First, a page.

Cincinnati's 'Ice-Bucket Challenge' Supports John Paul II Institute
The archdiocese encouraged participants to donate to the John Paul II Medical Research Institute, which promotes ethical research.
CINCINNATI — Chances are you’ve viewed at least one video this week of someone dumping a bucket of ice water over his head and challenging others to do the same.
The now-viral “ice-bucket challenge” was started by the ALS Association, a leader in funding research for prevention, treatment and an eventual cure of amyotrophic lateral sclerosis (ALS).
Sometimes referred to as Lou Gehrig’s disease, ALS is a fatal neurodegenerative condition for which there are no proven treatments or cure.
But when Jim Rigg, superintendent of Catholic Schools for the Archdiocese of Cincinnati, accepted the ice-bucket challenge Aug. 20, the archdiocese announced its donations would be going toward the John Paul II Medical Research Institute in Iowa City, Iowa, rather than the originator of the challenge.
In a statement released Aug. 20, the archdiocese voiced concerns over the ALS Association’s support of embryonic stem-cell research, which requires the destruction of a human life.
“The archdiocese is not dissuading individual Catholics from making donations, but they are encouraged to be fully informed and make their own prudential judgments.”
“The Archdiocese of Cincinnati has determined that its Catholic schools will not, as organizations, donate to that particular charity,” it read.
“To quote St. John Paul II, ‘Any treatment which claims to save human lives yet is based upon the destruction of human life in its embryonic state is logically and morally contradictory, as is any production of human embryos for the direct or indirect purpose of experimentation or eventual destruction.’”
The John Paul II Medical Research Institute (JP2MRI) is a secular nonprofit research institute “grounded in a pro-life bioethic that respects the dignity of every human life,” according to its website. It conducts research to advance technology to treat diseases such as ALS, cancer, Alzheimer’s and other more rare diseases.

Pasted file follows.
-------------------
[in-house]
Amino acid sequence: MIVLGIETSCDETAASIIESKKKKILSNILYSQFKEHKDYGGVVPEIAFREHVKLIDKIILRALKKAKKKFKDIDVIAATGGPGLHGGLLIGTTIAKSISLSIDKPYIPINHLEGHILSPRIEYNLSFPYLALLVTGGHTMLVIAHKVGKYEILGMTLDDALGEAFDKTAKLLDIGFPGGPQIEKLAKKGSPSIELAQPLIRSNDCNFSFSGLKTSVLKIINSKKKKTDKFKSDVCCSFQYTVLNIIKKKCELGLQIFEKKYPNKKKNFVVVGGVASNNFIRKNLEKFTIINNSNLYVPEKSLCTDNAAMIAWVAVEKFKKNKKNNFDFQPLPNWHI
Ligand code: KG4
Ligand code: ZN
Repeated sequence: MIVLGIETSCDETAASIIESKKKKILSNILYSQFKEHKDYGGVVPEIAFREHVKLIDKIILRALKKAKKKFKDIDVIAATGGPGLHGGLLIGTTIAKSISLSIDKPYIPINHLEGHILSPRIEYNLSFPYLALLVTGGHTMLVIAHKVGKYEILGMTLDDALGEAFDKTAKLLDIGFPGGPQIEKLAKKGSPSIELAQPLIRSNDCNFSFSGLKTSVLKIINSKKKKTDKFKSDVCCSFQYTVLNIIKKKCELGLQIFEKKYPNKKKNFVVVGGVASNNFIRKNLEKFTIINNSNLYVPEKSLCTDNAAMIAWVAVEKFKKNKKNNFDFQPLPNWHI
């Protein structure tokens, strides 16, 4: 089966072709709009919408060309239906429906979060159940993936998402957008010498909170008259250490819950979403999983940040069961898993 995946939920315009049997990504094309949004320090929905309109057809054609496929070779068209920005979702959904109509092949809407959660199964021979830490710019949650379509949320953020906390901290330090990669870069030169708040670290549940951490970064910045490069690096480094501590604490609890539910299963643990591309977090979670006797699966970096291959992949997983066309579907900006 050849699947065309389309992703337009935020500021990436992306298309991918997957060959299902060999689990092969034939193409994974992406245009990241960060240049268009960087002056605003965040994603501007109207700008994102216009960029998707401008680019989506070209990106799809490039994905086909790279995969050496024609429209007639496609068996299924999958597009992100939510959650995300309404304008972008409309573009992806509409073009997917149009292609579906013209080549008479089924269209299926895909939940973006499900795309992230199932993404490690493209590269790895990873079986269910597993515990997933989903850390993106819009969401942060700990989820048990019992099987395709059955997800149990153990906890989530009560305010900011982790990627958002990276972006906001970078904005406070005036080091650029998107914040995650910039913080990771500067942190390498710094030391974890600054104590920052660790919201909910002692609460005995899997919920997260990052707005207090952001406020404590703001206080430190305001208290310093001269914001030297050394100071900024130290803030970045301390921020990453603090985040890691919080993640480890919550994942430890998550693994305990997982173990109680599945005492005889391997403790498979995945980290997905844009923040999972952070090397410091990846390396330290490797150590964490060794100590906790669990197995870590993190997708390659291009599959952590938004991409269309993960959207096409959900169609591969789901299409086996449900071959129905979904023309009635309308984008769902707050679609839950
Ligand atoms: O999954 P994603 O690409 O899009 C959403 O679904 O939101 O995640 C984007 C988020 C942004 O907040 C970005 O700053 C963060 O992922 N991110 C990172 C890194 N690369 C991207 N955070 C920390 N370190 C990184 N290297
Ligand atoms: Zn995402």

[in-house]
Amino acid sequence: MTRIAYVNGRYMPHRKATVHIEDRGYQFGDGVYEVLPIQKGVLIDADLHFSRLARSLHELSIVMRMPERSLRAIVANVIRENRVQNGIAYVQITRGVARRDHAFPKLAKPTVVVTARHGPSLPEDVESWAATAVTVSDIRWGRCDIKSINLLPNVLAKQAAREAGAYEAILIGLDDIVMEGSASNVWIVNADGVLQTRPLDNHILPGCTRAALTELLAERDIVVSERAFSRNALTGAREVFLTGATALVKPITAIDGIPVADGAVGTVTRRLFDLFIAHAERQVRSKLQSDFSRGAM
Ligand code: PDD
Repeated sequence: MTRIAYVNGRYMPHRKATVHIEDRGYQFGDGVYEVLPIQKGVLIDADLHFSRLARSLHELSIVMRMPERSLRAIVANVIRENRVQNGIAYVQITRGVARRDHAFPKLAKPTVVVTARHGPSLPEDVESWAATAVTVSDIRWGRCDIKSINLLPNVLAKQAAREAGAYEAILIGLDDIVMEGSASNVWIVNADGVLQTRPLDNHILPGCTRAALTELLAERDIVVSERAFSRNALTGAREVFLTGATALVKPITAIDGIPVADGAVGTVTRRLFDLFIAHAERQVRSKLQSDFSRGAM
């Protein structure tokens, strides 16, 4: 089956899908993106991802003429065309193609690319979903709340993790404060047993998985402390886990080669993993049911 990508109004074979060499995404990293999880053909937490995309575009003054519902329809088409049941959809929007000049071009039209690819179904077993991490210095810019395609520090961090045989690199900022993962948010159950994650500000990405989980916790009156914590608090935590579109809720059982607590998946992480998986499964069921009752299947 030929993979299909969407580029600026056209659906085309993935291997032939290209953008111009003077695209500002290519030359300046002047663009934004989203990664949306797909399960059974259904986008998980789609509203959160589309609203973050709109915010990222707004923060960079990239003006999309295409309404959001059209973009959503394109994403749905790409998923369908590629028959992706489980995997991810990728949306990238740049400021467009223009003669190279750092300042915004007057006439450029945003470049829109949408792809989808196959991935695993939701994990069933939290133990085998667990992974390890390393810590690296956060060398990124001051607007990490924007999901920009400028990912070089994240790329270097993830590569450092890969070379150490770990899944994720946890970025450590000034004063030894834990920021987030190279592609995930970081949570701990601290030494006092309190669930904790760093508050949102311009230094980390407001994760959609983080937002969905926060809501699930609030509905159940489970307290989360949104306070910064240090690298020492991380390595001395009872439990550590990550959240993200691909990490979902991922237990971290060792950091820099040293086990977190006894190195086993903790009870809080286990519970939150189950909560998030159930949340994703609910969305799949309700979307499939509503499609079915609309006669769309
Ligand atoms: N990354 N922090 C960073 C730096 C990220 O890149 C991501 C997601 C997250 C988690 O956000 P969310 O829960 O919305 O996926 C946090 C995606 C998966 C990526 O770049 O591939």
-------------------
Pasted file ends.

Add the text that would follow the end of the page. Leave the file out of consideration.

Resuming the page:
A human embryo is a unique boy or girl from conception to eight weeks, with DNA, life-expectancy and the right to life, the Church teaches.
Stem cells are undifferentiated, primitive cells in the bone marrow that have the ability both to multiply and to differentiate into specific blood cells and other cell/tissue types. This ability allows them replace cells that have died, and they have been used to replace defective cells and/or tissues.
Embryonic stem-cell research, which involves the destruction of a unique human being in an attempt to cure different diseases, has proven not only destructive and costly, but has not produced a cure. Adult stem-cell research, which utilizes cells from adult tissues or umbilical cords, does not require the destruction of human life. It has proven successful in treating more than 70 kinds of cancers and autoimmune diseases such as multiple sclerosis.
Pope John Paul II said that all research using stem cells from human embryos is “morally unacceptable.”
In his 1995 encyclical Evangelium Vitae, John Paul said, “This moral condemnation also regards procedures that exploit living human embryos and fetuses — sometimes ‘produced’ for this purpose by in vitro fertilization — either to be used as ‘biological material’ or as providers of organs or tissue for transplants in the treatment of certain diseases. The killing of innocent human creatures, even if carried out to help others, constitutes an absolutely unacceptable act.”
The JP2MRI wrote on Twitter Aug. 20, “Over the past 5 days, the institute has received 350 donations for $15,000 dollars. Thank you.”